25. Tennessee – Lorenzo Burns, Arizona State cornerback – Burns is a productive, seasoned corner who’s been well prepared at Arizona State’s NFL-veteran stacked coaching staff. Burns is lighter than a prototypical corner (175 lbs) but shows ball skills (9 INTs in past 3 seasons) and has experience against NFL wide receivers in the Pac-12.

26. New England – Micale Cunningham, Louisville quarterback – Cunningham shows throws with touch and chucks passes deep with seemingly no effort. Cunningham threw for 11.5 yards per attempt, 22 TDs (passing) and only 5 INTs with minimal NFL talent surrounding him. Unless Stidham shows he is the next New England quarterback, Bill will be forced to make quarterback a priority.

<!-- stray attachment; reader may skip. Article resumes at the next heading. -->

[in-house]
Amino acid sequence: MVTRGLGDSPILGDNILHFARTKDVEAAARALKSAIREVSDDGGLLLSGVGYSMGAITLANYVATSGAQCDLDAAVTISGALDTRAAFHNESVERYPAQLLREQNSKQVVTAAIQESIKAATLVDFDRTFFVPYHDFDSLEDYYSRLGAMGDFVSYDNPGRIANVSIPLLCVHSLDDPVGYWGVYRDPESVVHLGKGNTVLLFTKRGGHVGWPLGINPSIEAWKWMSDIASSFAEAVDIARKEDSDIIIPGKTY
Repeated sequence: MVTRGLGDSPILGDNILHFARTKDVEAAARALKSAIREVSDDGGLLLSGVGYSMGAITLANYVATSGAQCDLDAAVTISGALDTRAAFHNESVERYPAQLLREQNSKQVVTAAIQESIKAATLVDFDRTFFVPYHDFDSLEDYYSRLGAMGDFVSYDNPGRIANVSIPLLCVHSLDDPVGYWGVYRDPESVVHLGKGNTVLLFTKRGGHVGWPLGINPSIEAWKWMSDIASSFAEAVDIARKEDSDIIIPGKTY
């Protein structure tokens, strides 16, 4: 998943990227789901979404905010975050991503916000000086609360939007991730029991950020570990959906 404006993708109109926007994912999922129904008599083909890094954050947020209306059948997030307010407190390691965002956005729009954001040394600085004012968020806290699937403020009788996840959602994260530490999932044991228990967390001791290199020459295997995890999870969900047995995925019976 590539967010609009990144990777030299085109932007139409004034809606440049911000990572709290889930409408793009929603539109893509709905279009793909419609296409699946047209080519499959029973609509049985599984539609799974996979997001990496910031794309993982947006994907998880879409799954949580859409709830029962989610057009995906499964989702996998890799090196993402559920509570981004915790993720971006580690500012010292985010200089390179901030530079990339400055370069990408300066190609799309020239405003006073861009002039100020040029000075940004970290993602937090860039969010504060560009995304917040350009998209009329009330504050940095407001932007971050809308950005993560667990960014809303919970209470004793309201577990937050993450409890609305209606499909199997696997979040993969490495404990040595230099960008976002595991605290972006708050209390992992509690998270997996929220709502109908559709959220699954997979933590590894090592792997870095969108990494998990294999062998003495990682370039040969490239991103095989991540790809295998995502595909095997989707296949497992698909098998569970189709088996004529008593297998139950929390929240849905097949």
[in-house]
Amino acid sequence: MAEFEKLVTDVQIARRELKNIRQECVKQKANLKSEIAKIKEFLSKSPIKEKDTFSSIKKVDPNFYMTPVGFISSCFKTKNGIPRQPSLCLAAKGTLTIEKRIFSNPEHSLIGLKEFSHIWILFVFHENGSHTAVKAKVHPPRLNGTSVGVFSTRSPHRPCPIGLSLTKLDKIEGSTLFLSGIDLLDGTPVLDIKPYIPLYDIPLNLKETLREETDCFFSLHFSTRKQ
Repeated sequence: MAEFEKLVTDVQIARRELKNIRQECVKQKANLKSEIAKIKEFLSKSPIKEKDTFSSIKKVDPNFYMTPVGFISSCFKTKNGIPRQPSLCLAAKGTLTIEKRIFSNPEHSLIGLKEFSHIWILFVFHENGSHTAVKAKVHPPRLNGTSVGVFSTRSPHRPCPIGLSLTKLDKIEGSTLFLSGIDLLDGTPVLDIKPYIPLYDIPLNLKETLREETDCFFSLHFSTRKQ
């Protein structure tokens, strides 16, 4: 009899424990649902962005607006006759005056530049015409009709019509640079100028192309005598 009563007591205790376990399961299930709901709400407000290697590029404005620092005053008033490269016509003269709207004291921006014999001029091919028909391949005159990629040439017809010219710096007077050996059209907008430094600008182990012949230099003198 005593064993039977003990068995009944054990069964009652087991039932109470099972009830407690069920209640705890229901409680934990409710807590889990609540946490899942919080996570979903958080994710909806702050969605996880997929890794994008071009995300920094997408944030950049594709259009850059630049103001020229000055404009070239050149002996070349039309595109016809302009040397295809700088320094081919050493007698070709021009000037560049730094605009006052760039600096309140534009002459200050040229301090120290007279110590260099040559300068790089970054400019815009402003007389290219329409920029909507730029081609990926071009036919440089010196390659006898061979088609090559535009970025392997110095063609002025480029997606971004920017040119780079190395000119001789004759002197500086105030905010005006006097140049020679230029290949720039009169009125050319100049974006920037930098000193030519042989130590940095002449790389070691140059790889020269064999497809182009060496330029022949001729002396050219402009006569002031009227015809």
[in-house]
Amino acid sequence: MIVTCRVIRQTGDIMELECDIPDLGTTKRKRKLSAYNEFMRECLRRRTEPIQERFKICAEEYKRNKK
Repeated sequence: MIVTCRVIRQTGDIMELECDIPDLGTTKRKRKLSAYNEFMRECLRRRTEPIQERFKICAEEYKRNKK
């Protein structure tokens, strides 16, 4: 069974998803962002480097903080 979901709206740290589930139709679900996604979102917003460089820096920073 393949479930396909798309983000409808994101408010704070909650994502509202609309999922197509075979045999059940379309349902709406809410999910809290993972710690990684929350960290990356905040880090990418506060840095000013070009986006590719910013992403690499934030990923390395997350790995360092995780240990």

27. Seattle – Isaiah Pola-Mao, USC safety – Pola-Mao could herald in the return of the legion of boom. He has USC ties like Carroll and he’s 6’4″. Pola-Mao’s ball skills could improve, but he has all the measurables.

28. Pittsburgh – Justyn Ross, Clemson wide receiver – The Steelers need to get Juju some help. Ross looks identical to Tee Higgins, but with better tracking/hands.

29. New Orleans – Tanner Morgan, Minnesota quarterback – Brees may want to keep playing after seeing Tom continue into his mid 40s. If not, Morgan has run a super efficient offense at Minnesota and is worth a look for NFL scouts. Morgan averages over 10 yards per attempt, 65 completion percentage and a 30 TD to 7 INT split.

30. Kansas City – Kolby Harvell-Peel, Oklahoma state safety – Harvell-Peel is a budding defensive back at Oklahoma State with plus height weight. Harvell-Peel forced a fumble, recovered a fumble, and intercepted a pass in a close game with a ranked Texas team.

31. San Francisco – Shaun Wade, Ohio State cornerback – Wade has great size and played a very dynamic role for Ohio State in ’19.  The 49ers eventually need to prepare for a life without Richard Sherman.